What proportion of smokers become addicted?
Nowadays the words “dependence” and “addiction” are generally used interchangeably with the same meaning. When used in relation to substance or drug use, these words refer to a situation in which the drug has come to unreasonably control a person’s behavior. The central characteristic of most definitions of drug addiction is that the individual experiences an impaired ability to reduce or end their use of the drug. In the case of cigarette smoking that characteristic is most commonly expressed as long term daily smoking despite awareness of the likelihood of serious health effects, a desire to reduce or quit, and failed attempts to reduce or quit.
In order to more clearly define, diagnose and study nicotine dependence, various diagnostic criteria have been developed, such as those of the American Psychiatric Association (DSM-IV) or the World Health Organization (ICD-10). These typically describe a list of criteria and require individuals to meet a certain number of these to meet the diagnostic threshold for “nicotine dependence”. There are 7 main DSM-IV criteria, (including things like difficulty cutting down, continued use despite it causing problems, experience of withdrawal symptoms when reducing etc) and if a smoker meets at least 3 of these they are considered to be “nicotine dependent”. Of course there is a certain artificiality about this because most people consider that nicotine addiction exists on a continuum of severity, rather than being a categorical disorder that a person either does or does not have. But these diagnostic frameworks at least give us a way of identifying those who are clearly addicted.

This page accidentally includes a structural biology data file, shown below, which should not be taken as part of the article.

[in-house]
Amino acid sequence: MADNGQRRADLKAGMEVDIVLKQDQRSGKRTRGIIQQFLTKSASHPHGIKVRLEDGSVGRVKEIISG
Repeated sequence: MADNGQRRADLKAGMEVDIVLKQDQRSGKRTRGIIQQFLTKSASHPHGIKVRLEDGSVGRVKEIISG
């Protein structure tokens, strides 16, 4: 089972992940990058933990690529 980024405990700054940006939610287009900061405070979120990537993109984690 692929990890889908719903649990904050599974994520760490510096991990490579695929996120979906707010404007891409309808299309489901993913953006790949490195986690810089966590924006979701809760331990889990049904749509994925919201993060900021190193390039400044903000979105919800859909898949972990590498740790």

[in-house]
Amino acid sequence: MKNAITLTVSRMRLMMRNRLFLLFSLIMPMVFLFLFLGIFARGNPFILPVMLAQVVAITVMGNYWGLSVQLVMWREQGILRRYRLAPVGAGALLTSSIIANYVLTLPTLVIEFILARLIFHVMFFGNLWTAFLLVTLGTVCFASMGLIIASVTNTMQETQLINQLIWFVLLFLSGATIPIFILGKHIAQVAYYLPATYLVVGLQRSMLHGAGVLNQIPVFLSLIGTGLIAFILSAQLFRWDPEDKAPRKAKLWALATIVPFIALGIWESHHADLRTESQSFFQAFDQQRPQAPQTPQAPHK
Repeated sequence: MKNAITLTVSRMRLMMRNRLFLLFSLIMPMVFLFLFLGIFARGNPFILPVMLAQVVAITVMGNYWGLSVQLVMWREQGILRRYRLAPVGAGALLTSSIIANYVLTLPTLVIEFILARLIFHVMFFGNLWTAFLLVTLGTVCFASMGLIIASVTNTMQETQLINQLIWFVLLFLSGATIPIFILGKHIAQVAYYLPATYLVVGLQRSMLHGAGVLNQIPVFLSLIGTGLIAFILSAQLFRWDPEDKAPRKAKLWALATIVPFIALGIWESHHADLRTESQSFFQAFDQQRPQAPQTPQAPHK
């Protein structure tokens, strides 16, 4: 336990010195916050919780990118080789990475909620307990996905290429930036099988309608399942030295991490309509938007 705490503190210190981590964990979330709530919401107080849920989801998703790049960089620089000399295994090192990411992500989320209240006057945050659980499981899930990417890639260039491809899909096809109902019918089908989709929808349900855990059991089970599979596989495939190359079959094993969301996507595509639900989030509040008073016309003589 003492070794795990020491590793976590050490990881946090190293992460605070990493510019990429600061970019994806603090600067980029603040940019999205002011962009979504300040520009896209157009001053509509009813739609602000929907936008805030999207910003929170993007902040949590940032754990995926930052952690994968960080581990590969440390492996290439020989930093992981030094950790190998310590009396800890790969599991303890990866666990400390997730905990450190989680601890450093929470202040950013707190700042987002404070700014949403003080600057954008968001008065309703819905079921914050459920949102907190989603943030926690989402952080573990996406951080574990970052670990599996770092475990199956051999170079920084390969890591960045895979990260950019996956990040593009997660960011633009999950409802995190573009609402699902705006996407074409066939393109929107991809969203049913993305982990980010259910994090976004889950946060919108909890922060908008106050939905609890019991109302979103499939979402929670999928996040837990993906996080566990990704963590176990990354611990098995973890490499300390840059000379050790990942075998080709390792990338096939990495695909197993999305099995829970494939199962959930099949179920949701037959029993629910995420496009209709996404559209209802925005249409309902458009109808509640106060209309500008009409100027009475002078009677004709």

Last year, Drs Eric Donny and Lisa Dierker published a paper (in the journal, “Drug and Alcohol Dependence”) that aimed to identify what proportion of smokers in the general population met strict DSM-IV criteria for nicotine dependence. Their study was based on direct interviews with a large, representative sample of non-institutionalized adults in the United States in 2001-2. From that sample they focused on the 8,213 who were daily smokers in the past year. This sample included people who smoked anything from 1 to over 40 cigarettes per day, and people who had smoked for less than one to over 50 years.
The study found, not surprisingly, that the greater the number of cigarettes per day the person smoked, the greater the chance that they would meet strict diagnostic criteria for having become nicotine dependent. Whereas under 50% of those who smoked 1-5 cigarettes per day met the criteria, over 80% of those who smoked over 30 cigarettes per day met the criteria.
Unexpectedly, however, the longer the person had smoked, the less likely they were to have become dependent, particularly if the person had started smoking over 50 years ago. This finding seems very odd, and may have more to do with memory for quit attempts or attitudes to smoking among older age cohorts.
Overall, over 60% of ever daily smokers met strict diagnostic criteria for having become nicotine dependent. But almost all smokers had experienced at least one symptom of nicotine dependence. For example, 97% of “dependent” smokers had experienced difficulty cutting down their cigarette consumption, as had 72% of “non-dependent” smokers. The authors acknowledged that the differences in dependence between these two groups may be more quantitative rather than qualitative. The authors also acknowledged that certain co-occurring factors appear to make it more likely that a smoker will bcome dependent. An example they provided was a history of major depression, which is associated with approximately 100% nicotine dependence among heavy smokers.
So we can tell young people that if they take up smoking, there is an over 90% chance that they will experience some symptoms of nicotine addiction, and over a 60% chance that they will go on to meet strict diagnostic criteria for becoming addicted to nicotine.
A pdf copy of the full paper by Drs Donny and Dierner can be accessed (near the bottom of the page) at: